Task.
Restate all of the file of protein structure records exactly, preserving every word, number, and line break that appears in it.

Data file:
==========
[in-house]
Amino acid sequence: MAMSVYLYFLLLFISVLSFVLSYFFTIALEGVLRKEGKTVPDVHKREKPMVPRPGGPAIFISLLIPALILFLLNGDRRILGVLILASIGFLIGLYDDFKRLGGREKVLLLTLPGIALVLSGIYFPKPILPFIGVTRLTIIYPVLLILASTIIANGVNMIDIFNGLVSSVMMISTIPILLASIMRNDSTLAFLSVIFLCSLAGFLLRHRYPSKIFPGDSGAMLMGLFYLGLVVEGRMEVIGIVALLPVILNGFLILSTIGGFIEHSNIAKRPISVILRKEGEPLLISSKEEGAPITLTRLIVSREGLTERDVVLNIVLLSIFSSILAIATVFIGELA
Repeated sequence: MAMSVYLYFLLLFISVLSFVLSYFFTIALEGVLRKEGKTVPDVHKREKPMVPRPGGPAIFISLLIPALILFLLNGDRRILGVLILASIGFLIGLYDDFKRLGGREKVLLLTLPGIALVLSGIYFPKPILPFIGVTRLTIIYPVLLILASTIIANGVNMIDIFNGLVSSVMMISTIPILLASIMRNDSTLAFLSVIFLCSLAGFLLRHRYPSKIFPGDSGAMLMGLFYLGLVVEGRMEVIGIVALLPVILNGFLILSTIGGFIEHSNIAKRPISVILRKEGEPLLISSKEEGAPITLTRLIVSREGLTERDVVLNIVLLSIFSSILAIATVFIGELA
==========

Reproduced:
[in-house]
Amino acid sequence: MAMSVYLYFLLLFISVLSFVLSYFFTIALEGVLRKEGKTVPDVHKREKPMVPRPGGPAIFISLLIPALILFLLNGDRRILGVLILASIGFLIGLYDDFKRLGGREKVLLLTLPGIALVLSGIYFPKPILPFIGVTRLTIIYPVLLILASTIIANGVNMIDIFNGLVSSVMMISTIPILLASIMRNDSTLAFLSVIFLCSLAGFLLRHRYPSKIFPGDSGAMLMGLFYLGLVVEGRMEVIGIVALLPVILNGFLILSTIGGFIEHSNIAKRPISVILRKEGEPLLISSKEEGAPITLTRLIVSREGLTERDVVLNIVLLSIFSSILAIATVFIGELA
Repeated sequence: MAMSVYLYFLLLFISVLSFVLSYFFTIALEGVLRKEGKTVPDVHKREKPMVPRPGGPAIFISLLIPALILFLLNGDRRILGVLILASIGFLIGLYDDFKRLGGREKVLLLTLPGIALVLSGIYFPKPILPFIGVTRLTIIYPVLLILASTIIANGVNMIDIFNGLVSSVMMISTIPILLASIMRNDSTLAFLSVIFLCSLAGFLLRHRYPSKIFPGDSGAMLMGLFYLGLVVEGRMEVIGIVALLPVILNGFLILSTIGGFIEHSNIAKRPISVILRKEGEPLLISSKEEGAPITLTRLIVSREGLTERDVVLNIVLLSIFSSILAIATVFIGELA